Age. As Table 2 shows, unweighted median primary income was highest in 2002 for the 55 and older group and highest for those 50 to 54 in 2003. Unweighted median incomes for respondents younger than 40 and from 45 to 49 were lower in 2002 and similar in 2003 to what they had been in 2000. For those from 40 to 44 and those 50 or older, unweighted 2002 and 2003 median incomes were both higher than in 2000. Weighted medians, which are under the sample sizes for 2002 and 2003, are mostly higher than unweighted medians; however, 2003 weighted medians for those younger than 35 and from 45 to 49 show little or no difference from the 2000 median incomes.

Status as a partner, principal, or owner. In the unweighted 2003 sample, 4.0% were sole proprietors or owners, 2.0% partners, 1.2% principals, and 1.3% primary shareholders (i.e., owners of 20% or more of a corporation). These percentages were lower than the 14.5% sole proprietor or owners, 3.1% partners, 5.1% principals, and 3.9% primary shareholders in the 2000 sample. Mean and median primary incomes for all of these groups were higher than for others in the unweighted 2003 sample: $145,233 mean and $120,000 median for sole proprietors (n = 43), $145,048 mean and $130,000 median for partners (n = 21), $128,423 mean and $125,000 median for principals (n = 13), and $271,615 mean and $155,000 median for primary shareholders (n = 13). In comparison, those who marked none of the above on ownership status had a mean income of $102,214 and median of $86,000 (n = 387), and those who had no response because they worked in universities or colleges, nonprofits, or government had a mean of $92,688 and median of $80,000 (n = 579).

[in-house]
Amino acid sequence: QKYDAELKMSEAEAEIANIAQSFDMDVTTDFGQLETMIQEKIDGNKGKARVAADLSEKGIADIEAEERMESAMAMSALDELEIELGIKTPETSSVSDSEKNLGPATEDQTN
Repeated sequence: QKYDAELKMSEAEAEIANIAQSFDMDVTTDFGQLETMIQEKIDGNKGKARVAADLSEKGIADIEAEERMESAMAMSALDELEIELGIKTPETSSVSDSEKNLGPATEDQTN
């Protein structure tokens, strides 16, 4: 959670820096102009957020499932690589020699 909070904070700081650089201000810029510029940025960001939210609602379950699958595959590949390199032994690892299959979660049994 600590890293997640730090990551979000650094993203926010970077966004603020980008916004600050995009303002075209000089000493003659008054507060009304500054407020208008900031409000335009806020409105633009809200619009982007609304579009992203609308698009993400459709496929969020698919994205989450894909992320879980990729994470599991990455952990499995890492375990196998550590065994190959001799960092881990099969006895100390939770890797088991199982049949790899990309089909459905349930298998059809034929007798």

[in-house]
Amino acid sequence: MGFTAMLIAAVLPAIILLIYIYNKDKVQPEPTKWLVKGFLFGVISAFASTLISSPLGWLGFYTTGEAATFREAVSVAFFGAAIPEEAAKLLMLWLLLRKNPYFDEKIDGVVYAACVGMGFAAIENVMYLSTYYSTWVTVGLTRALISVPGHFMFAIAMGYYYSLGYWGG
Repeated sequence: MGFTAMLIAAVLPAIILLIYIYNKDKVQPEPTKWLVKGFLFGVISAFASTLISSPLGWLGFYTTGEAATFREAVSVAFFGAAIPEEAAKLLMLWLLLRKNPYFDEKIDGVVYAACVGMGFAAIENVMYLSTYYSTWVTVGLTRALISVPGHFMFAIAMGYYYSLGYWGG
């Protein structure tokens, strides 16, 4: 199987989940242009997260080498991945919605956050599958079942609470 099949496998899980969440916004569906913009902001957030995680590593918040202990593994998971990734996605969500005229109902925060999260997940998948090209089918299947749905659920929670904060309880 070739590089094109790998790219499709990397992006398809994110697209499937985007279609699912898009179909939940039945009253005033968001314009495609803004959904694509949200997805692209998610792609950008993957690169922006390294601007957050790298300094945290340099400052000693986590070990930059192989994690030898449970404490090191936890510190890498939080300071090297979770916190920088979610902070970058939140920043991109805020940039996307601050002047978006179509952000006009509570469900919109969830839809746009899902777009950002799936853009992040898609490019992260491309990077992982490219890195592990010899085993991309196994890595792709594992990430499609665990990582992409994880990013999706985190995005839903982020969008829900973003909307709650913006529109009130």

With weighting, all means and medians were higher, except those for primary shareholders: For sole proprietors or owners the mean was $151,963 and median was $128,267; for partners the mean was $169,389 and median was $150,000; for principals the mean was $136,664 and median was $147,752; for primary shareholders the mean was $250,817 and median was $154,618; for those working for a for-profit organization who marked none of the above, the mean was $114,635 and median was $94,697; and for those who had no response because they worked in universities or colleges, nonprofits, or government, the mean was $100,571 and the median was $85,000.

Years since doctorate. Figure 1 displays unweighted 2003 incomes from the primary employer for respondents with doctorates by the number of years since they received their degree. Respondents who received doctorates from 20 to 24 years ago had the highest median income, and those who received doctorates 25 years ago or more had the highest mean income. Because the highest degree is the doctorate for 87% of the sample, this variable is the same as the variable used to weight the data (years since highest degree) for most of the sample, so results are fairly similar for weighted and unweighted data and are not shown for the unweighted data.

Maximum

75th Percentile

Median

25th Percentile

Minimum

____________________________________________________________________________________
                               < 2               24             59            1014             1519           2024               25+
____________________________________________________________________________________